Technology failures during the Transportation Security Administration’s (TSA) process for testing and evaluating the effectiveness of the screening technology used to keep airports across the nation secure have contributed to acquisition inefficiencies, according to a recent report by the Government Accountability Office (GAO).
TSA, within the Department of Homeland Security (DHS), is responsible for maintaining the security screening technologies within a vast nationwide airport infrastructure.
With approximately 440 federally regulated airports nationwide, TSA aims to secure 1.8 million passengers, 1.2 million checked bags, and 3 million carry-ons on approximately 25,000 flights, on a daily basis. TSA tests the passenger and baggage screening technologies the agency utilizes to meet mission directives.
“For over a decade, TSA has secured the nation’s civil aviation system amid continued threats,” GAO said. “Due to the significant challenge the agency faces in balancing security concerns with efficient passenger movement, it is important that TSA procure and deploy effective passenger and baggage screening technologies.”
On several previous occasions, GAO found that TSA encountered challenges in acquiring and deploying these technologies. GAO stated, “In reviews from 2010 to 2014, GAO found that TSA encountered challenges in acquiring and deploying technologies.” Furthermore, “From June 2010 to July 2015, half of the 22 systems that TSA tested successfully completed qualification and operational testing. TSA procured all but 1 of the 11 successful systems.”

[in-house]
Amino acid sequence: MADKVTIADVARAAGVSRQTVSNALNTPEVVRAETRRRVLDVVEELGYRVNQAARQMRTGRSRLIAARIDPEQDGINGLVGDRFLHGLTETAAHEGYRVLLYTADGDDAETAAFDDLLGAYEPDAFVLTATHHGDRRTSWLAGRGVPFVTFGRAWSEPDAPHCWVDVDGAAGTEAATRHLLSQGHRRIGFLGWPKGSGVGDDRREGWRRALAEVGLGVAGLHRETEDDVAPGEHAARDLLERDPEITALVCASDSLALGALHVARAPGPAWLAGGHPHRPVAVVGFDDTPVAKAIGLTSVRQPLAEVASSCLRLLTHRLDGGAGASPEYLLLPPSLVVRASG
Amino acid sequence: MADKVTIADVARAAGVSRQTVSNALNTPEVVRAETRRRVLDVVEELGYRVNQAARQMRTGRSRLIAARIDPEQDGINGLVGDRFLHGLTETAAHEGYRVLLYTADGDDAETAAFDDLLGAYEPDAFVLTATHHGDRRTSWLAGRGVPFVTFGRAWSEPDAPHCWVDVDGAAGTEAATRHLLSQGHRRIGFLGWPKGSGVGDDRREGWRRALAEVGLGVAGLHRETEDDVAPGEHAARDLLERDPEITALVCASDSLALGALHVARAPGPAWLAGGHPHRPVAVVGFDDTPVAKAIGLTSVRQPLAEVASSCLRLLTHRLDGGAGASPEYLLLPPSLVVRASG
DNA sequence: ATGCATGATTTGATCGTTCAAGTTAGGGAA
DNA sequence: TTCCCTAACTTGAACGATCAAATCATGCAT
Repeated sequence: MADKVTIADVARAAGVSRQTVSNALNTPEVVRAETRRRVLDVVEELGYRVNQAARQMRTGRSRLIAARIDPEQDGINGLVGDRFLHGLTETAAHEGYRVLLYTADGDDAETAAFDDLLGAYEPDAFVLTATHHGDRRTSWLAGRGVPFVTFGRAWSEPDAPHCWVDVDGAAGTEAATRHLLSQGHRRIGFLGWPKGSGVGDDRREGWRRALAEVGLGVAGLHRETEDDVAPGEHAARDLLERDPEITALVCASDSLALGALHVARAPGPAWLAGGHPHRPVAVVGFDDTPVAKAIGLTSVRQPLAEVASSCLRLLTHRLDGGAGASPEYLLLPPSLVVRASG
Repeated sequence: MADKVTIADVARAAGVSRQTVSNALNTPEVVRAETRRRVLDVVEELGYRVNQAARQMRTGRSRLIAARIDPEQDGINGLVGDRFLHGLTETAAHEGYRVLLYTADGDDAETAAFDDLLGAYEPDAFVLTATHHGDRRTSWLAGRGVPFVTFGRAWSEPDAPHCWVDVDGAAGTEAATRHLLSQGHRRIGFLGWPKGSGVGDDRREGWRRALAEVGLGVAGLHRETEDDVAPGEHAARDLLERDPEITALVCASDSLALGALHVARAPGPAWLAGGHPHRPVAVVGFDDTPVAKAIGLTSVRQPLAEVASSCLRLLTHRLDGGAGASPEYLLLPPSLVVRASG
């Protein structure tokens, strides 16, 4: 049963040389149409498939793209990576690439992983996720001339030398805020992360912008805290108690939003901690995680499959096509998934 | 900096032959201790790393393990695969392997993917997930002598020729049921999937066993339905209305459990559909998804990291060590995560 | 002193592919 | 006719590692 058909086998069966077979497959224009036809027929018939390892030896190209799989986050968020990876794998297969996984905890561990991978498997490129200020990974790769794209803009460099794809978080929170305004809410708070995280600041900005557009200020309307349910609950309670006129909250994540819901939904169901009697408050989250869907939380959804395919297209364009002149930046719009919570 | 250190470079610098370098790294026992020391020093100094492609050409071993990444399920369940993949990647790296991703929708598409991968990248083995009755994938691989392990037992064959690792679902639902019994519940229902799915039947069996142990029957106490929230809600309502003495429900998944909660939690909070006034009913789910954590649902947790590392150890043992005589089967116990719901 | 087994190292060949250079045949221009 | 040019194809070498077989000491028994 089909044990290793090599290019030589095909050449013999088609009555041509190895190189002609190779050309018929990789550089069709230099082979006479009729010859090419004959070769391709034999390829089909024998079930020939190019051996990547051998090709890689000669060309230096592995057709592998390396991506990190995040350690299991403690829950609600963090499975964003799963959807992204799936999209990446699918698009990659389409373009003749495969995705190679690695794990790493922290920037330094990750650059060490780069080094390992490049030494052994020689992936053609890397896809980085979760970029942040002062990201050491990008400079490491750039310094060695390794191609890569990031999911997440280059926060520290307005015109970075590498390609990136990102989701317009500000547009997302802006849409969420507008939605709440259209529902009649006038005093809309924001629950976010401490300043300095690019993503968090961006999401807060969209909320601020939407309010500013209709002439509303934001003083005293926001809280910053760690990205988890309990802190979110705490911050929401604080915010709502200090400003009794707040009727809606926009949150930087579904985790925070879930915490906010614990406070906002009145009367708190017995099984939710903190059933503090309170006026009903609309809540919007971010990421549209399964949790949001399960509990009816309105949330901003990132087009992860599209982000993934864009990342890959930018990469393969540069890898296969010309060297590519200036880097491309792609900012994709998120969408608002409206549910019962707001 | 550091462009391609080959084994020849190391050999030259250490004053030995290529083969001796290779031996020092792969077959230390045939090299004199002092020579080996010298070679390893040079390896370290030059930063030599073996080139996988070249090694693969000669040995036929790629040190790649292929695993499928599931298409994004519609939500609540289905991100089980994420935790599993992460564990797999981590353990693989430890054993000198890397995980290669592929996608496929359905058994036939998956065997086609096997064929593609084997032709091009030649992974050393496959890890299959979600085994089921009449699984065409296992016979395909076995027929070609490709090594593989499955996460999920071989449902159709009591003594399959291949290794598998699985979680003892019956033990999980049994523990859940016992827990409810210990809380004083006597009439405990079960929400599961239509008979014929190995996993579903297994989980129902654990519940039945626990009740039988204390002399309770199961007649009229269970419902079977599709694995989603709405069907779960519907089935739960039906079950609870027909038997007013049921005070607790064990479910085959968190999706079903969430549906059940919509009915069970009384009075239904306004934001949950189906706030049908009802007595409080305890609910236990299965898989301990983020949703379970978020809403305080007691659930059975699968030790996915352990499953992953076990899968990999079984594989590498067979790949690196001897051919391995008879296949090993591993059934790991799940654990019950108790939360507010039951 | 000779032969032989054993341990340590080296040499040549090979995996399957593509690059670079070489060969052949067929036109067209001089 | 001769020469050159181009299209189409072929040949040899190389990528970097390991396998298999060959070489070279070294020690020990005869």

While TSA has taken measures to enhance testing and screening evaluations by ensuring technologies are better developed before testing, it is too early to determine whether these efforts are increasing acquisition efficiency.
For instance, TSA is developing a third party testing strategy, through which a third party will help ensure selected technologies are mature prior to entering TSA’s test and evaluation process. TSA plans to implement its approach in 2016, but it has yet to finalize key aspects of the strategy.
While TSA has a 2016 launch plan, some of the key aspects of their strategy remain undefined, including whether there are enough eligible third party vendors to oversee testing. This puts TSA at risk of increasing acquisition expenditures. In addition, without performing a comprehensive assessment of testing data, TSA is missing out on key opportunities to locate areas for additional improvement.
“While the third party testing strategy is likely to help improve system readiness for entering the test process, TSA has not conducted a comprehensive assessment of testing data for baggage and passenger screening systems, and therefore cannot be certain whether the steps currently planned will address other factorscontributing to acquisition inefficiencies,” GAO said.
Consequently, GAO recommended that TSA finalize its third party testing strategy before implementing further third party testing requirements for vendors to enter testing, and conduct a comprehensive assessment of testing data to identify key factors contributing to any acquisition inefficiencies.
DHS concurred with GAO’s recommendations.
In the agency’s comments on GAO’s report, DHS stated, “To provide support of TSA’s mission and increase the maturity of technologies, the TSA Test and Evaluation (T&E) Program will continue to evaluate the T&E process to identify testing challenges, the impact on TSA’s acquisitions, and potential areas for reform. The TSA T&E Program will ensure this comprehensive analysis is transparent and includes input from all T&E stakeholders across TSA and industry.”